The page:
Denham Fouts, the real-life gay playboy who was (apparently) the inspiration for the slippery character Paul in Isherwood's novel.
What is it?
It’s a kind of novel by English-American writer Christopher Isherwood, first published in 1962.
John, can we at least pretend to be at least slightly literate? What do you mean by “a kind of novel”?
Well, it’s not really fictional, because it’s all based on Isherwood’s own experiences, and the narrator is called Christopher. Also, it’s not a “unified” novel, inasmuch as the book is divided into four sections, which take place at different times and are more or less autonomous.
So it’s creative non-fiction?
I guess that’s what we’d call it now.
Are you able to very briefly sketch out the four sections?
1. 1928: Christopher goes to Germany for the first time, as the guest of a strange quasi-relative, and falls in love with the country.
2. 1932: Christopher escapes from Nazi Germany with a sketchy friend, Waldemar, and they head off to a Greek island presided over by an eccentric gay Englishman.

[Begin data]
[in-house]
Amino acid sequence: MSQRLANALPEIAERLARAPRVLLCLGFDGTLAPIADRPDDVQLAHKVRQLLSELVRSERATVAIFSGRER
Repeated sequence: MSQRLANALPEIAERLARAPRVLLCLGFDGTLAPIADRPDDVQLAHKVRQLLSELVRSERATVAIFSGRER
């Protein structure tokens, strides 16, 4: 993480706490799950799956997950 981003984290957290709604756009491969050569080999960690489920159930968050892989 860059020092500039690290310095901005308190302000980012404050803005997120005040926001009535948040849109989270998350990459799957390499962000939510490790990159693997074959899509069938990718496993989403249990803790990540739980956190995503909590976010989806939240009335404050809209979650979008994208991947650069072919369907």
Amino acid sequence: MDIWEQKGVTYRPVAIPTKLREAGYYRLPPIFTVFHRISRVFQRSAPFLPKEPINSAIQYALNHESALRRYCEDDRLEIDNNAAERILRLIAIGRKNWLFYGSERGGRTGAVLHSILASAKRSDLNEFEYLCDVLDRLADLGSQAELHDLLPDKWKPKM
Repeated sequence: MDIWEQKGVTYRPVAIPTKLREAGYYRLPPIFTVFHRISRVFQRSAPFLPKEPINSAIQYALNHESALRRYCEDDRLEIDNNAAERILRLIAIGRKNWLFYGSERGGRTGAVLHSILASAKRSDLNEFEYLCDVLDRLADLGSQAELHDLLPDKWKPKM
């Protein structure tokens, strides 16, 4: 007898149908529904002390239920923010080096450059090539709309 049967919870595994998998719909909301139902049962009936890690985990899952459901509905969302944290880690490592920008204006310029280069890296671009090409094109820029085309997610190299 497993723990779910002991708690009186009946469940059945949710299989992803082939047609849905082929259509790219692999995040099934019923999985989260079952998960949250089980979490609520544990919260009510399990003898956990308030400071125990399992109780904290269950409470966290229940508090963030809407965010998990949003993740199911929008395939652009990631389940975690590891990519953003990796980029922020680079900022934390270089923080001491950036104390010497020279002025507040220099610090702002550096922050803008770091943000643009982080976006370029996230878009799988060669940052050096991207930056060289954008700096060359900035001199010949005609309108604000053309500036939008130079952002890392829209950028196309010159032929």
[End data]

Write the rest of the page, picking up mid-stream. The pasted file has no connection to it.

3. 1938: In the tense days in and around the Munich conference, Christopher meets Waldemar in London, as Waldemar is still seeking to avoid Nazi Germany (and, more particularly, military service).
4. 1940 and later: Now established in LA, Christopher meets a beautiful and strange and perhaps amoral young man named Paul, and the two of them fall under the influence of a spiritual guru named Augustus Parr.
Lovely. So what do these various episodes have to do with one another?
Not a lot, but they all feature people who are a bit off the grid. Queer in one way or another, although some of them wouldn’t see themselves as “queer” in the way we use the word today. Eccentric, certainly. Isherwood writes beautifully about these people, without judgment. Some of them aren’t desperately likeable, particularly Paul. They’re all outsiders, to some degree. And outsiders are often made unlikeable by rejection.
Is that what the book’s about, then? Outsiders made unlikeable by rejection?
Let’s go with that, yeah. It’s a hard book to pin down.
One. I'm a bit of a fan of Isherwood. His writing is sublime, a pleasure to read. There is frequently a nasty aftertaste, though. These characters often seem lost, unpleasant, flippant, shallow—even the "enlightened" Augustus Parr. But Isherwood writes with a great sympathy for those on the fringes, and that's comforting to queer readers.
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